The legality of marijuana and CBD-infused products in the United States is, in technical terms, a big ol’ mess. While one could argue that the situation is getting better, it’s still very, very complicated for anyone without an advanced law degree. However, for air travelers, flying with CBD teas, tinctures, edibles, and more just got a little easier thanks to new TSA regulations.
If you weren’t too busy celebrating 4/20 this year, you might have noticed that we reported on whether or not it’s possible to fly with legally bought weed and CBD. To be clear, the federal government still considers marijuana — even medical marijuana — a Schedule 1 drug (just like LSD and heroin). It doesn’t care that you might have purchased it “legally” in a pot-friendly state, but thanks to the mind-numbing bureaucracy of federal, state, and local governments, and the failure of agencies to work together, it can be surprisingly easy to fly with legally purchased weed. We recommend reading the post above for the full details.
CBD products, on the other hand, are legal at the federal level — sort of. The 2018 Farm Bill “ensures that any cannabinoid … that is derived from hemp will be legal, if and only if that hemp is produced in a manner consistent with the Farm Bill, associated federal regulations, association state regulations, and by a licensed grower.”
While this has been true since 2018, the TSA was slow to edit its policy. Prior to Memorial Day 2019, the agency’s official stance read: “Possession of marijuana and cannabis-infused products, such as cannabidiol (CBD) oil, is illegal under federal law. TSA officers are required to report any suspected violations of law, including possession of marijuana and cannabis-infused products.” Such products were not allowed in carry-on or checked baggage under any circumstances.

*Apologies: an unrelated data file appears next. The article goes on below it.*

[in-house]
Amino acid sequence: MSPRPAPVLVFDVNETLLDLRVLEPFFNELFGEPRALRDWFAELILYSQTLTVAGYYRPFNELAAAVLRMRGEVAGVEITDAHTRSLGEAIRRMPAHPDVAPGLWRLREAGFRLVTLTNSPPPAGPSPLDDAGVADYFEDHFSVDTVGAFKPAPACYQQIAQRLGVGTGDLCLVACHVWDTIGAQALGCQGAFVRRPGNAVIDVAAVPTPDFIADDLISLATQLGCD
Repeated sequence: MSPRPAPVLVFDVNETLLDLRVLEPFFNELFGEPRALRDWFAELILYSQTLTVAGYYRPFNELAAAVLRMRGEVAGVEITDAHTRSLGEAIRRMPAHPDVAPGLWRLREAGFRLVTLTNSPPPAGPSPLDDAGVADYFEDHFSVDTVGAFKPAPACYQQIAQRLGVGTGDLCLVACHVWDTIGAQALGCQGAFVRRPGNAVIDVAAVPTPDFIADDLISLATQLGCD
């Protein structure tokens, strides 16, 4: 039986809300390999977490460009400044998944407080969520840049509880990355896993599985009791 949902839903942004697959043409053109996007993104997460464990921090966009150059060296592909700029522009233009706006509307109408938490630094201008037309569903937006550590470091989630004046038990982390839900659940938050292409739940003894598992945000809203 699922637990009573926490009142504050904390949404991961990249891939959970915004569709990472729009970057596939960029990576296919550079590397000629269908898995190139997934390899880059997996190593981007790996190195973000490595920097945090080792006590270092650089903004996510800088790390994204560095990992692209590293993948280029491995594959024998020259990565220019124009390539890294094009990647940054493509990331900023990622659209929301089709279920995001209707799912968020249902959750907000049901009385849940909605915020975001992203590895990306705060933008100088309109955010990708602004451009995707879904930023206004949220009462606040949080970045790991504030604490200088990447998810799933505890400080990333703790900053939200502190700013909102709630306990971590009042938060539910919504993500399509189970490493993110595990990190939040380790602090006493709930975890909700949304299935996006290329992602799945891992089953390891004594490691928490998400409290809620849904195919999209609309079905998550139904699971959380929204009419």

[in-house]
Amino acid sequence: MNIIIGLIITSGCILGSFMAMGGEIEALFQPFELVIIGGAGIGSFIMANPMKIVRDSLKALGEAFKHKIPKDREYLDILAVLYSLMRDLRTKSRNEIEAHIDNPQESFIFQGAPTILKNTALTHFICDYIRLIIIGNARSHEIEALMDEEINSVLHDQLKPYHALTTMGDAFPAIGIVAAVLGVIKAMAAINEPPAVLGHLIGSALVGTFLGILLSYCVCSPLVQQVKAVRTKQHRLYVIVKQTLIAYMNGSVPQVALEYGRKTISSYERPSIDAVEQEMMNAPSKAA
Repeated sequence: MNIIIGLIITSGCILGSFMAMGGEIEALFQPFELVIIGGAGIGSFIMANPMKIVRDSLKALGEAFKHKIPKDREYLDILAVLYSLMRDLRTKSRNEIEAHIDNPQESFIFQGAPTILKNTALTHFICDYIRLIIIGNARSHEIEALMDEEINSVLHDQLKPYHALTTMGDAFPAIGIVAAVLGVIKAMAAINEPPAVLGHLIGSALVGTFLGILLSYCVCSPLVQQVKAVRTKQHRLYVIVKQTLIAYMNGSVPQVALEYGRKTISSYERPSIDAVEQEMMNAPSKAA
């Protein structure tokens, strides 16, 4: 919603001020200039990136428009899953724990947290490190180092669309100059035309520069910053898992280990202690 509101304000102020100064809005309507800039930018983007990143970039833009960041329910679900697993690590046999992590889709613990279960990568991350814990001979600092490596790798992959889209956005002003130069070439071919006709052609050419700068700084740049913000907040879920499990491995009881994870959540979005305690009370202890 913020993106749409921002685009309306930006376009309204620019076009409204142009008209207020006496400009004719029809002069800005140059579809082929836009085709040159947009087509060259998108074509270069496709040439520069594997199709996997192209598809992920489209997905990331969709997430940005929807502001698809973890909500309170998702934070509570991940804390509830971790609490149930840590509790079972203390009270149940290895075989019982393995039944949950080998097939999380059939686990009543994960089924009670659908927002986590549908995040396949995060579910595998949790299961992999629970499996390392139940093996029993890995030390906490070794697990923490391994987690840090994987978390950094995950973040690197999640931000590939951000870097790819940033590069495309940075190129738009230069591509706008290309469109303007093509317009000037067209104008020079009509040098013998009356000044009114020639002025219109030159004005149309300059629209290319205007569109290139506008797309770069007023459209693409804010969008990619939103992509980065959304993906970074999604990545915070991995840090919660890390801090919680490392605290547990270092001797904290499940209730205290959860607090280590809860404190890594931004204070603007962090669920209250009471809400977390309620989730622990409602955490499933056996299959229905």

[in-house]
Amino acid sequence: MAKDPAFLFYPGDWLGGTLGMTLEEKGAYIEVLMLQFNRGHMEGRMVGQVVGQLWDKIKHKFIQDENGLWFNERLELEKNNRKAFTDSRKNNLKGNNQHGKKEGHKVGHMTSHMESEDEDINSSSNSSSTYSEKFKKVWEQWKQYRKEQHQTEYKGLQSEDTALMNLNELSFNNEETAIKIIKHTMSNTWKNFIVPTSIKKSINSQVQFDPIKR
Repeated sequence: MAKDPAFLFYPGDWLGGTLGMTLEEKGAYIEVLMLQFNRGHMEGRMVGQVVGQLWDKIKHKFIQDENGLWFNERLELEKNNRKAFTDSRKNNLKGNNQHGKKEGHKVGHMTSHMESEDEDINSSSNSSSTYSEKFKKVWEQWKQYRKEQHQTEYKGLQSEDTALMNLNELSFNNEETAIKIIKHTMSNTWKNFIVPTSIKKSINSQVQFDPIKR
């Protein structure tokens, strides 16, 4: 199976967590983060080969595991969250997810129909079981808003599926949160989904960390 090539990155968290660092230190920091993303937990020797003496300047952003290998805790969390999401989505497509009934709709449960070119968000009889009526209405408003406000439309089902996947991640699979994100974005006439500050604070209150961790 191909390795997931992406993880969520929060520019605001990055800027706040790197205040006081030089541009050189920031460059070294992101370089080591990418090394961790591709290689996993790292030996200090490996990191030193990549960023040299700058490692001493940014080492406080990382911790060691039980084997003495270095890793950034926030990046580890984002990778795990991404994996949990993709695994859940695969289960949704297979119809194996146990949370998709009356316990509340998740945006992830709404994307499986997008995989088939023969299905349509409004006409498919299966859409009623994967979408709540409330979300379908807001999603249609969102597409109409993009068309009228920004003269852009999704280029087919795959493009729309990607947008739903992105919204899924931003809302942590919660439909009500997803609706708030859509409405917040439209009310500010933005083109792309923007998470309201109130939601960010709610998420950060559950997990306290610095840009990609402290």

However, the agency revised its policy near the end of May to reflect federal law. It currently reads: “Marijuana and certain cannabis-infused products, including some cannabidiol (CBD) oil, remain illegal under federal law except for products that contain no more than 0.3 percent THC on a dry weight basis or that are approved by the FDA.”
Let’s look at that last line first. Only one such pharmaceutical, Epidiolex, is currently approved by the FDA. If you happen to be a child suffering from epilepsy and have a prescription for that drug, you can stop reading now. If not, however, there are two significant stipulations to be aware of before jetting off with a suitcase full of CBD goodies. Those goodies must have been produced in accordance with the Farm Bill, and they must contain 0.3 percent or less THC.
That sounds easy enough since most reputable CBD product manufacturers stamp their packaging with clear ingredient and origin labels, but that doesn’t mean those figures are accurate and, more importantly, air travelers have no way of proving them either way. Some manufacturers are flat-out misrepresenting their products as “legal” while others don’t perform sufficient testing to know one way or the other. If airport security doesn’t want to take a package’s numbers on faith, they’re within their right to confiscate your wares, deny you boarding, hand you over to airport police, or some combination of all three.
In short, if you must travel with CBD products, be sure that the THC content is 0.3% or less and that figure is clearly indicated on the packaging. And be aware know that the TSA may still confiscate those products if they’re at all suspicious of the validity of the packaging.